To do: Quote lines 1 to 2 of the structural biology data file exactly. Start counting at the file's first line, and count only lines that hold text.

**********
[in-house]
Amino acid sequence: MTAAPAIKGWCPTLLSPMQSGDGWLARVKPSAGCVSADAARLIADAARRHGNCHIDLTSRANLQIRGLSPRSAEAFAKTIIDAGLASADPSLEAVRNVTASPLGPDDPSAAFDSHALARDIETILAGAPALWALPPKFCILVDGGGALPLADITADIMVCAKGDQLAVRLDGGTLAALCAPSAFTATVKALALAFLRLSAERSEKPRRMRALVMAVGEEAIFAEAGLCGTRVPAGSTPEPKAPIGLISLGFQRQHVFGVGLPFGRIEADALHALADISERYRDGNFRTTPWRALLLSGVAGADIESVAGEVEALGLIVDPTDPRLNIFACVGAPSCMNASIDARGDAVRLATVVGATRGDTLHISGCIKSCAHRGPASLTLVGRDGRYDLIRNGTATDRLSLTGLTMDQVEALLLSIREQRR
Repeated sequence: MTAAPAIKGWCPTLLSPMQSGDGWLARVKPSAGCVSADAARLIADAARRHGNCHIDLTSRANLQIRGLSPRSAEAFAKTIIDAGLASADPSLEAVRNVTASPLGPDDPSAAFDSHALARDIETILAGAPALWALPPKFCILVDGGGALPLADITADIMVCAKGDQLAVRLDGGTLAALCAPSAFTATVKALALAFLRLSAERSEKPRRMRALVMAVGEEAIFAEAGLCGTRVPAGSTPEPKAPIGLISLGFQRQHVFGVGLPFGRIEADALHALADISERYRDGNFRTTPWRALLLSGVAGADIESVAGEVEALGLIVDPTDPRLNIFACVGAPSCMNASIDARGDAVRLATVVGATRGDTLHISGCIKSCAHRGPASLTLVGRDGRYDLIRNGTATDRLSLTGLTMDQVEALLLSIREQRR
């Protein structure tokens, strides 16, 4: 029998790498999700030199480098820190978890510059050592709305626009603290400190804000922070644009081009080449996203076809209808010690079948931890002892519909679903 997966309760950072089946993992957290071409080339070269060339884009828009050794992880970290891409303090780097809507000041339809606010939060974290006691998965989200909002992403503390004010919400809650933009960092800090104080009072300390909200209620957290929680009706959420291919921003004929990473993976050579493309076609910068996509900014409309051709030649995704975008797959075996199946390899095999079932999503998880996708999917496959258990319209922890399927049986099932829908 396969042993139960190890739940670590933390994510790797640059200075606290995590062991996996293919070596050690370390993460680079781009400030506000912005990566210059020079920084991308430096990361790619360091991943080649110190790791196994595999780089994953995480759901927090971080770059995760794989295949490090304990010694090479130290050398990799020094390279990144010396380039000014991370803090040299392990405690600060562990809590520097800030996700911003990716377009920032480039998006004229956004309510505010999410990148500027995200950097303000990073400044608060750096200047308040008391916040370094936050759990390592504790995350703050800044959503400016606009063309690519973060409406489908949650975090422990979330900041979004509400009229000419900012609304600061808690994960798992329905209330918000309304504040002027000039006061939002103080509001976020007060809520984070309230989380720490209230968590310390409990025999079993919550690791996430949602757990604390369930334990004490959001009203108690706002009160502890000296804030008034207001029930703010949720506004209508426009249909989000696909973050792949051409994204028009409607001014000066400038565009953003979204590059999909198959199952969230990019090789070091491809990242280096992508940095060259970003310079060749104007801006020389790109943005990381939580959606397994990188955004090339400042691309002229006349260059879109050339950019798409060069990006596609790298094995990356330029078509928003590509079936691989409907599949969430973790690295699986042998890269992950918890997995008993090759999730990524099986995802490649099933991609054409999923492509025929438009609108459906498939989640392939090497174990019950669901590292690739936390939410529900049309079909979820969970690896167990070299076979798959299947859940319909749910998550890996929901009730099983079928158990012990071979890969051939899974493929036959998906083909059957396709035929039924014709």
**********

[in-house]
Amino acid sequence: MTAAPAIKGWCPTLLSPMQSGDGWLARVKPSAGCVSADAARLIADAARRHGNCHIDLTSRANLQIRGLSPRSAEAFAKTIIDAGLASADPSLEAVRNVTASPLGPDDPSAAFDSHALARDIETILAGAPALWALPPKFCILVDGGGALPLADITADIMVCAKGDQLAVRLDGGTLAALCAPSAFTATVKALALAFLRLSAERSEKPRRMRALVMAVGEEAIFAEAGLCGTRVPAGSTPEPKAPIGLISLGFQRQHVFGVGLPFGRIEADALHALADISERYRDGNFRTTPWRALLLSGVAGADIESVAGEVEALGLIVDPTDPRLNIFACVGAPSCMNASIDARGDAVRLATVVGATRGDTLHISGCIKSCAHRGPASLTLVGRDGRYDLIRNGTATDRLSLTGLTMDQVEALLLSIREQRR